And his popular sobriquet was Simon the saver (Anglicè, miser).
Eh, saver above, it wouldn't be the death of his sister—of Connor's Oona!
Civilization is a saver of life into life and death into death.
The sight of his patron, the saver of his life, is like having it saved a second time.
And this is how Archibald Smith was the unwitting cause of so much anger to the battery, and the saver of many a German life.
He was, “in the best sense,” she wrote elsewhere, “a saver of men.”
Or are you in Freeland of opinion that it is unjust to give to the saver a share of the fruits of his saving?'
It's upon your two knees you ought to drop, an'—saver above, what's the matther wid him?
It was no new thing to me to know the Irish peasant in his character as a hoarder and a saver.
The determining factor in the situation is the attitude of the saver toward the capital sum accumulated.
c.1300, "savior," agent noun from save (v.). Meaning "one who economizes" is 1540s; meaning "means of saving" is from 1660s.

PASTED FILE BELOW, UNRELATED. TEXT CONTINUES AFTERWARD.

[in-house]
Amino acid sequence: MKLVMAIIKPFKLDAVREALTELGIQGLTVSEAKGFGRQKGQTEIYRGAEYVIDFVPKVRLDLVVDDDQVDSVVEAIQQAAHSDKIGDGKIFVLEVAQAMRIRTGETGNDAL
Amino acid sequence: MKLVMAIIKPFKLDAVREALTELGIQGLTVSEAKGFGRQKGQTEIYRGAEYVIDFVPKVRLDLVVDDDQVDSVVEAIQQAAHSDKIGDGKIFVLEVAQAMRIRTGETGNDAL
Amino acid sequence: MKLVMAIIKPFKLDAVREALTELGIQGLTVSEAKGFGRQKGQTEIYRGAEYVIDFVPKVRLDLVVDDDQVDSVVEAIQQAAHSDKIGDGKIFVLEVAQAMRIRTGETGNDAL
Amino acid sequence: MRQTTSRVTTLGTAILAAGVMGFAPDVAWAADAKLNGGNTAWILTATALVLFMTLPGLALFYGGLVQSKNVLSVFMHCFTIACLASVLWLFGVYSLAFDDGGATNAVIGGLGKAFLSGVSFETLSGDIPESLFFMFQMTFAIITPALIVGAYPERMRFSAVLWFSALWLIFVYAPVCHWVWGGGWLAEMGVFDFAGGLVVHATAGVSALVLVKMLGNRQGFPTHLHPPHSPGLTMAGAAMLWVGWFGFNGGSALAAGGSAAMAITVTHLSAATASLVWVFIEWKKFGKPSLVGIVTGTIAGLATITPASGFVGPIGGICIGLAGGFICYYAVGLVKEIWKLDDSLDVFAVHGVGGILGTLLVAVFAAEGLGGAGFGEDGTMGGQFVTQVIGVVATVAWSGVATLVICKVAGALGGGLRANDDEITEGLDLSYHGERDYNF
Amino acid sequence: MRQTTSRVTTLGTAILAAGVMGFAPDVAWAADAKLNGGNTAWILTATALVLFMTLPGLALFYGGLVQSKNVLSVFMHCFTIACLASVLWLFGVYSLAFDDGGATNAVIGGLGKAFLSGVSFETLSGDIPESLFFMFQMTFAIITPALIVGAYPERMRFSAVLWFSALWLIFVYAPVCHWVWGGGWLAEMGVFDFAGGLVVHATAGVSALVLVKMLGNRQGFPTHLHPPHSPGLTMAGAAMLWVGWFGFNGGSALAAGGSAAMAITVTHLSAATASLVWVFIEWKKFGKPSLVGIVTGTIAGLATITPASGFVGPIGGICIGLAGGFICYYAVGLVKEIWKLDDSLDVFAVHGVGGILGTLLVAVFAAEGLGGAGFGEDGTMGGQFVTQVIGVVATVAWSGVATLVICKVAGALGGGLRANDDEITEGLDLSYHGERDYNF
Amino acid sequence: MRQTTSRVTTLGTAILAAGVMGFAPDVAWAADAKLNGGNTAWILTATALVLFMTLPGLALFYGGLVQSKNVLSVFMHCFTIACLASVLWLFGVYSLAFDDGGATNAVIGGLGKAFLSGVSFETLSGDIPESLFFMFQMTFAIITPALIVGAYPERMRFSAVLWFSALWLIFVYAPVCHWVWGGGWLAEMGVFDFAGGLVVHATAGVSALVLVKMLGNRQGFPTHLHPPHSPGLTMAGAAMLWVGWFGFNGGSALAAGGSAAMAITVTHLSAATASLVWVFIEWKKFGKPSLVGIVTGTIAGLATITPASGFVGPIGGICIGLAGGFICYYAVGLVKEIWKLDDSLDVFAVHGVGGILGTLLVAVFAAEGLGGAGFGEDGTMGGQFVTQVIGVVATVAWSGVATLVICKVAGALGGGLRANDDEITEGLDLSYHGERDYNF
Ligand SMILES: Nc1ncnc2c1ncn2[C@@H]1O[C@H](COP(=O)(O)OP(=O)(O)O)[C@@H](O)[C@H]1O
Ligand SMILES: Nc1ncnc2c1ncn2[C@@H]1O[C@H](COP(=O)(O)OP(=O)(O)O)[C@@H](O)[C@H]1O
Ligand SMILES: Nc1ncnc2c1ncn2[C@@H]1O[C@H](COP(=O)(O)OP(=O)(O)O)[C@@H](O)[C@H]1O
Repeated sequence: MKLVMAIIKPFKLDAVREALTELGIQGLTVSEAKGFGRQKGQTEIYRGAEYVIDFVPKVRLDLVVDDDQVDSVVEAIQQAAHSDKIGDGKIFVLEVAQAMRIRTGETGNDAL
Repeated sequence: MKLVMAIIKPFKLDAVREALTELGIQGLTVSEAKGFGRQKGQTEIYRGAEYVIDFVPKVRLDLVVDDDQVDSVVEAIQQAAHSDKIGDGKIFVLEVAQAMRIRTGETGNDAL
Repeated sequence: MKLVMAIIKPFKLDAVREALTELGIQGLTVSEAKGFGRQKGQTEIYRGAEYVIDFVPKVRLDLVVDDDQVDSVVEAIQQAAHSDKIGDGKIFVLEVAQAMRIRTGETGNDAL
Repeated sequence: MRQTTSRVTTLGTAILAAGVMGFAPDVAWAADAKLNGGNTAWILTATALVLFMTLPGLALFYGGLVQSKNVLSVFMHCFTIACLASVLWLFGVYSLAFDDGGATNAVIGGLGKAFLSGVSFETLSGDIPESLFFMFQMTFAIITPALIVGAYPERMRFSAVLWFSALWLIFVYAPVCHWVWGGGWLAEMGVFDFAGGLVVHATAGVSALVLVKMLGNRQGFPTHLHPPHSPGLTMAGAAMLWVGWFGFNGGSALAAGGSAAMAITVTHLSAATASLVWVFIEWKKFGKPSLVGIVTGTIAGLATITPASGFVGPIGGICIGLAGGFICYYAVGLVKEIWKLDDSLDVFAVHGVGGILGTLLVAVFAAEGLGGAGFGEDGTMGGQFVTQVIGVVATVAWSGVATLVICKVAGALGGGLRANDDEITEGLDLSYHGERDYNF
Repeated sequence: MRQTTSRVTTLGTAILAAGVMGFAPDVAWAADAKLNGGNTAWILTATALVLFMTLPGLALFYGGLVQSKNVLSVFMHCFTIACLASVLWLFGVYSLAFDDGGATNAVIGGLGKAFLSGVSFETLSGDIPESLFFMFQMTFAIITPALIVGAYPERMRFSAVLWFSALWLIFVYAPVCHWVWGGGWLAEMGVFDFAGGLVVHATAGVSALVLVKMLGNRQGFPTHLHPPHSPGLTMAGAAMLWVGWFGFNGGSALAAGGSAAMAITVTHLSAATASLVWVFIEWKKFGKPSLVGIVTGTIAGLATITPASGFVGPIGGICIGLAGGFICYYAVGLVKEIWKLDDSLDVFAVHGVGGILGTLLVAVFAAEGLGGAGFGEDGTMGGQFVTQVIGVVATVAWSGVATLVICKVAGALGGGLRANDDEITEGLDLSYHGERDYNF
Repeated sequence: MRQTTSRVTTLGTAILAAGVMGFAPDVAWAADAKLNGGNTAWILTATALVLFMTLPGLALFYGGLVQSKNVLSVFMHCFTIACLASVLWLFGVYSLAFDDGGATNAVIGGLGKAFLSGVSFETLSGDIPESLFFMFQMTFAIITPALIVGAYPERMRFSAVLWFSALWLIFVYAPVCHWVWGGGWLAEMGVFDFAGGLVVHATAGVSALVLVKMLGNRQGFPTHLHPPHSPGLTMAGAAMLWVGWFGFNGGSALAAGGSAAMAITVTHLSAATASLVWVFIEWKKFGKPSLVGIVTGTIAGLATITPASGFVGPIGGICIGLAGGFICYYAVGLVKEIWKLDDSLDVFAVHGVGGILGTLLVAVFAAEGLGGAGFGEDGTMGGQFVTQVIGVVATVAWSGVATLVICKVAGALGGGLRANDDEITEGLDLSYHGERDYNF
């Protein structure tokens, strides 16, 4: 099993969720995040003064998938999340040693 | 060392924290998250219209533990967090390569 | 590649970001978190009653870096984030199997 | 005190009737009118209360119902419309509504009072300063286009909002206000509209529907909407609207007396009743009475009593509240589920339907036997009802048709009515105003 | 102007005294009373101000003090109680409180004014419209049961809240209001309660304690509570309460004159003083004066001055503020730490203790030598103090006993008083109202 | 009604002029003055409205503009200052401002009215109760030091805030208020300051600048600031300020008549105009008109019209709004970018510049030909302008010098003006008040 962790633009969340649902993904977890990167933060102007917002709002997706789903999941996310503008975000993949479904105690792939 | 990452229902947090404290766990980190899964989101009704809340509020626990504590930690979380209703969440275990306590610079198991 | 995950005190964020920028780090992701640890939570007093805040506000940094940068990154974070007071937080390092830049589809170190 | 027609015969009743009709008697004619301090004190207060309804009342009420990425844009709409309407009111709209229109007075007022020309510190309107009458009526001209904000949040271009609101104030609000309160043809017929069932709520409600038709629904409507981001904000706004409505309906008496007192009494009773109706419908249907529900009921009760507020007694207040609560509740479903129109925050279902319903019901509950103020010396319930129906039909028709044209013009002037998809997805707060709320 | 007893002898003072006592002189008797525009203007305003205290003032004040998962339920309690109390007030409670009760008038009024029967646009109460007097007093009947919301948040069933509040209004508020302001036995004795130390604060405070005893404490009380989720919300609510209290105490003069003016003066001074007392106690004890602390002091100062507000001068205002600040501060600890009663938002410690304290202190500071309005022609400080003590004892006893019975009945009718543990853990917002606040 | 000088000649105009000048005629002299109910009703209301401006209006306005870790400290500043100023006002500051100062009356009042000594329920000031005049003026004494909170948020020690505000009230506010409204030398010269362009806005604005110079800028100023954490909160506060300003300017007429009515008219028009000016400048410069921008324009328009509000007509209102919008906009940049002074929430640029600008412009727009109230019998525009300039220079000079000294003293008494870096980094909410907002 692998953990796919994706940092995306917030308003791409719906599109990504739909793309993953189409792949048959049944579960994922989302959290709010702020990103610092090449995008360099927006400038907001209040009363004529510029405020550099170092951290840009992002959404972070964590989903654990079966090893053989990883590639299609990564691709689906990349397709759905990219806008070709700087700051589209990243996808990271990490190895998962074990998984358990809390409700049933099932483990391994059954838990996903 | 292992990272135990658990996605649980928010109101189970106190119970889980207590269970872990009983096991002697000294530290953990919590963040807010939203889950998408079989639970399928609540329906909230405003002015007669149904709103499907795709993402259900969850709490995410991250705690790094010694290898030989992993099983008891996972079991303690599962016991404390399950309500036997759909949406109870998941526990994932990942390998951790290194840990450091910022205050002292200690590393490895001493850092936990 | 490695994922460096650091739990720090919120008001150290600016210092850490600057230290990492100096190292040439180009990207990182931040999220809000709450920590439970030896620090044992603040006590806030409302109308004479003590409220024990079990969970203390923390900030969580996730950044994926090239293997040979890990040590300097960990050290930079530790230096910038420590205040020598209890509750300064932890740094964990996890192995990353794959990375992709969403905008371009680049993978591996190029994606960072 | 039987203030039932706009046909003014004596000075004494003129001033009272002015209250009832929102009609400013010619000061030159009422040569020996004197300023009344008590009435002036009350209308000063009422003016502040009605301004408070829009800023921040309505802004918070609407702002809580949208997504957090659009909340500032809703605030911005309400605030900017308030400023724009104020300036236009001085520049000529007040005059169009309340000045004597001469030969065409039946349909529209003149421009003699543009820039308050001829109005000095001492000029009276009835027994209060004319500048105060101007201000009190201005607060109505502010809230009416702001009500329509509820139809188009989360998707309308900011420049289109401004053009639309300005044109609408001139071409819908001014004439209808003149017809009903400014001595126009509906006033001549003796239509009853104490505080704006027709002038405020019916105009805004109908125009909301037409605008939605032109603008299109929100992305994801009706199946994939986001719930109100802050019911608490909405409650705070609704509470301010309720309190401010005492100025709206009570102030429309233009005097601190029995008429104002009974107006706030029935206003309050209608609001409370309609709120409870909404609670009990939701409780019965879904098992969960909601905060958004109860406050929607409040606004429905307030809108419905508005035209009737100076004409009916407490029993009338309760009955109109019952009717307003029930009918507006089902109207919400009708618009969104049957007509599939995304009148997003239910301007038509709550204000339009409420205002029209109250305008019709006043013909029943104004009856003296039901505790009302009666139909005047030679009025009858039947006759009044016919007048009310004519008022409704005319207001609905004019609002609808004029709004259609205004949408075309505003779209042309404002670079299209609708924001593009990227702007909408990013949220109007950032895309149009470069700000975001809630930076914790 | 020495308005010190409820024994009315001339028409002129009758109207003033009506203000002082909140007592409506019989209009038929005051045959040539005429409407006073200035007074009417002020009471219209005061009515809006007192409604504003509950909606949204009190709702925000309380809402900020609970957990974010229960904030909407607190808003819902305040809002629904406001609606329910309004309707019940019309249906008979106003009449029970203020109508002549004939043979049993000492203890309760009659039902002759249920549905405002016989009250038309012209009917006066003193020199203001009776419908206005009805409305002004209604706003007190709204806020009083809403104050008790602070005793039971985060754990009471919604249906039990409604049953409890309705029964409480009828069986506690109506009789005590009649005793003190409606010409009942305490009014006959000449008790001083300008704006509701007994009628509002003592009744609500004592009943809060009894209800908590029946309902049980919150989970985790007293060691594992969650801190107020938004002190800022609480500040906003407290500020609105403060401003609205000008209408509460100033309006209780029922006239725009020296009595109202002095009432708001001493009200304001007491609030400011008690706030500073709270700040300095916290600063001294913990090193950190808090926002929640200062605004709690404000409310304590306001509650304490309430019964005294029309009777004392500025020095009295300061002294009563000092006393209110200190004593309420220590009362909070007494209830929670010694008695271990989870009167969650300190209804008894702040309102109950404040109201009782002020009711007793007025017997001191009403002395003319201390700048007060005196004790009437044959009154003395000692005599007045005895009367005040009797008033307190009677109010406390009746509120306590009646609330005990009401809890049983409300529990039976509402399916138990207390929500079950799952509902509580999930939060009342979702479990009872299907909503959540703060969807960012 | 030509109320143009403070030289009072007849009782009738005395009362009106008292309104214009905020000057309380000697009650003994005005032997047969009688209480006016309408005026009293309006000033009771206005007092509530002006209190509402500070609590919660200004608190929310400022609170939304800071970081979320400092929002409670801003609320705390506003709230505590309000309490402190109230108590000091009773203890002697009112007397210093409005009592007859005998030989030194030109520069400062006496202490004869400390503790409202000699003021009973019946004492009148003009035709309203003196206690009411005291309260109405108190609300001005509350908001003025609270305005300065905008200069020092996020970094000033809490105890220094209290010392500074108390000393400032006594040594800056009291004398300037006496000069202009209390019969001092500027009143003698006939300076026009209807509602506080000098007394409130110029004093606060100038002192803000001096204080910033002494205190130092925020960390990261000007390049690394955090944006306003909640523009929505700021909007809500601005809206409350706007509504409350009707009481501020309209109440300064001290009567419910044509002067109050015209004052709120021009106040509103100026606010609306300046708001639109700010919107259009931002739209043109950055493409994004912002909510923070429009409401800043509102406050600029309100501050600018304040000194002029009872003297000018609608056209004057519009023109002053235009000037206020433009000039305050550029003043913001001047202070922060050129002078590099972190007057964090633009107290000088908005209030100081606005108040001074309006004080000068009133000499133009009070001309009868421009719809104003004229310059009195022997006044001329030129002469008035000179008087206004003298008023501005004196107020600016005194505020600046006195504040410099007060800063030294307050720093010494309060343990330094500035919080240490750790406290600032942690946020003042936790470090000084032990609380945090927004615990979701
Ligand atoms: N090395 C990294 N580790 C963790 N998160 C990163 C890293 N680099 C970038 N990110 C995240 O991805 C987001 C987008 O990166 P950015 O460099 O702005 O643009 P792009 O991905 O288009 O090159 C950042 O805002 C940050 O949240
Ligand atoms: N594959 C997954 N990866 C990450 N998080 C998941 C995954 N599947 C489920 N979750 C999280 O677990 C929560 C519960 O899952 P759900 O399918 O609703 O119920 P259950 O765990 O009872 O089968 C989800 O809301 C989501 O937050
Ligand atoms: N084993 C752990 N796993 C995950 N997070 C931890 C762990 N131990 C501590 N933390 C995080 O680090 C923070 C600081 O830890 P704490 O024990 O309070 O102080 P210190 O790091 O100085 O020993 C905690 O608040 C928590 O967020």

c.1200, "to deliver from some danger; rescue from peril, bring to safety," also "prevent the death of;" also theological, "to deliver from sin or its consequences; admit to eternal life; gain salvation," from Old French sauver "keep (safe), protect, redeem," from Late Latin salvare "make safe, secure," from Latin salvus "safe" (see safe (adj.)). From c.1300 as "reserve for future use, hold back, store up instead of spending;" hence "keep possession of" (late 14c.).
Save face (1898) first was used among the British community in China and is said to be from Chinese; it has not been found in Chinese, but tiu lien "to lose face" does occur. To not (do something) to save one's life is recorded from 1848. To save (one's) breath "cease talking or arguing" is from 1926.
in the sports sense of "act of preventing opponent from scoring," 1890, from save (v.).
"except," early 14c., from adjective save, which also was an early variant of safe (adj.), paralleling evolution in Old French sauf "safe," prepositional use of the adjective, in phrases such as saulve l'honneur "save (our) honor;" also a use in Latin (salva lege, etc.).